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Are Children the Future of Innovation?

blur Content | June 3, 2013 | Consulting

The youth of today hold the key to unravelling many of life’s problems through creating their own businesses, finding innovative solutions to long-problematic challenges and tackling future dilemmas.   

We have all heard that “children are the future!” However, the level of competition they face from a young age to early adulthood has made futures more uncertain, and it is increasingly difficult for young adults to get their foot in the door and achieve their dream job. With already high standards raising across many industries, a degree alone is simply not enough to guarantee a job.

Where are the dream jobs?

With the current state of global economy struggling as it is, young adults are no longer able to find those coveted ‘dream jobs’ – the truth is that there’s simply not enough employment to meet the demand of young professionals that are currently graduating or looking to put their foot in the door. There was a time when all a graduate had to do to be accepted into an entry level job was to turn up to an interview with shiny shoes, a second-hand tie and a firm handshake is a thing of the past.

It’s the time of year where most students are finishing their degrees and asking themselves that all important question: “What am I going to do with the rest of my life once I finish university”. In this economy, the root for many graduates is unclear and it is almost impossible for a new graduate or young professional to step into their dream job without at least two years’ experience in a relative industry.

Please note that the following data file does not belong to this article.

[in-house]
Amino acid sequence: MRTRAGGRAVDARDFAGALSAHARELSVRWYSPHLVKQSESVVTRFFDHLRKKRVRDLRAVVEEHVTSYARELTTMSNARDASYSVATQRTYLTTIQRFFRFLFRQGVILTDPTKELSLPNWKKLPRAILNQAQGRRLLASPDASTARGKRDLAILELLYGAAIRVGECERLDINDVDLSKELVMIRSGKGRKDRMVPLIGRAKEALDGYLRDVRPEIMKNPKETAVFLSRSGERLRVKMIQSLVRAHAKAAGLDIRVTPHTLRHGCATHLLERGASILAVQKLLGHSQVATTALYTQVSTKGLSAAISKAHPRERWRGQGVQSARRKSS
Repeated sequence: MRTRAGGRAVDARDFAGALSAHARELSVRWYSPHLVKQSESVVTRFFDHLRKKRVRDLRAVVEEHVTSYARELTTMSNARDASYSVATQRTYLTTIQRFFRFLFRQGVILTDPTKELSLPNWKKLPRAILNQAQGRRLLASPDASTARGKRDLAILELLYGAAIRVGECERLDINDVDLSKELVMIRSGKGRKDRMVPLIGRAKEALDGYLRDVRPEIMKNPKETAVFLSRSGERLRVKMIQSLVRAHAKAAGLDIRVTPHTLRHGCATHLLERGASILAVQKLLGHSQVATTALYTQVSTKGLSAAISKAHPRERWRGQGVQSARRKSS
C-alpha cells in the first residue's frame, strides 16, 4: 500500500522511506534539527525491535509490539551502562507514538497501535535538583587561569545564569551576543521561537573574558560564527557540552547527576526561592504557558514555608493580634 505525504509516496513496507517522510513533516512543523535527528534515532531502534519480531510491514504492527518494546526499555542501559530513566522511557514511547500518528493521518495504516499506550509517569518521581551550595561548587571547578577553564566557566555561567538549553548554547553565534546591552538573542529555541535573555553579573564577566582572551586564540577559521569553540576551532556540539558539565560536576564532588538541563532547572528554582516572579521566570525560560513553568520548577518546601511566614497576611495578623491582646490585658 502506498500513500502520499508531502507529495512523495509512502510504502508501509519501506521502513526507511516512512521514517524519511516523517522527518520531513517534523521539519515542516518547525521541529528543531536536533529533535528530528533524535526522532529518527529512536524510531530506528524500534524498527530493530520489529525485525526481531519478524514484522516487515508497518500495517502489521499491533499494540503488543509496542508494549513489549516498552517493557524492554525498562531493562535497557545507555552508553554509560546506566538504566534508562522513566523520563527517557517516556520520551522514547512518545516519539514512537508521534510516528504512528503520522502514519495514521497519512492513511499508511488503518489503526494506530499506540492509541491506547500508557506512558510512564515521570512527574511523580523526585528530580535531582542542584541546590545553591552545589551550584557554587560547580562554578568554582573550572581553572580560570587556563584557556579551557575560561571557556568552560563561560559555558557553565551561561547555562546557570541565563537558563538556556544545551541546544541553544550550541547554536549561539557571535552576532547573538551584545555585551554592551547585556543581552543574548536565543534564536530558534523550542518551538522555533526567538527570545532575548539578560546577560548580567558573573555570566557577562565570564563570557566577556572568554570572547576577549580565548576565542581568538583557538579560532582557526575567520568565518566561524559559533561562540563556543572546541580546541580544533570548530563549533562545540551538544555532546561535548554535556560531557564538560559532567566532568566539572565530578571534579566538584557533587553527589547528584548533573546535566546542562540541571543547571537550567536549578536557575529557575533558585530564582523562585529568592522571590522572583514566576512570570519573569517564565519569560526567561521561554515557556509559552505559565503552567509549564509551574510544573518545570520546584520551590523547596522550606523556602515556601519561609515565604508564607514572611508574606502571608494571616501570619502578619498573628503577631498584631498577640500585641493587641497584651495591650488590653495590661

I myself am a strong believer in empowering the young, and can see the clear benefits of encouraging young entrepreneurs. Over the last few years, ‘inexperienced’ innovators such as David and Catherine Cook (founders of, David Karp (founder of Tumblr), and of course Mark Zuckerberg have made their name in the business world. All of these young entrepreneurs have created new technical innovations or new business models despite being relatively ‘green’, to considerable acclaim.

 Is it that important?

Why is it important to teach kids from a young age? Nurturing the early spirit of entrepreneurialism is important, an essential skill that has become more important to organisations. It allows children to develop the ability to solve problems, exercise their creativity, find new opportunities and develop their self-confidence. All of these skills can not only be applied to starting a business, but can also be neatly transferred into other organisations, where they can carry out the role of ‘Intrapreneur‘.

Over the years the opportunities for graduates and young adults to become intrapreneur’s within an organisation have grown dramatically. As employers are looking for people that can use their ingenuity within an organisation to drive innovation and give them a competitive edge.

Developing young entrepreneurs from unexpected sources

Kevin Doe pays homage to the term “diamond in the rough”. Kevin has been named as one of the most creative and innovative people on the planet at the age of 12 years old. The Sierra Leone prodigy has a gift for transforming anything he finds into an invention that can become a social enterprise. He has been able to teach himself how to create things with very little resources, creating ground-breaking ideas such as building batteries out of re-engineered materials found in a scrap yard to solve his villages blackout problems. Kelvin’s entrepreneurial and innovative skills have been nurtured by working with some of the greatest minds in the world such as Massachusetts Institute of Technology  (M.I.T). They helped him to develop and find new opportunities, creating projects to improve his local community and the rest of Africa – such as Sierra WIFI  – further empowering Kelvin to spearhead a $100,000 project to install solar panels for their 400 different sites.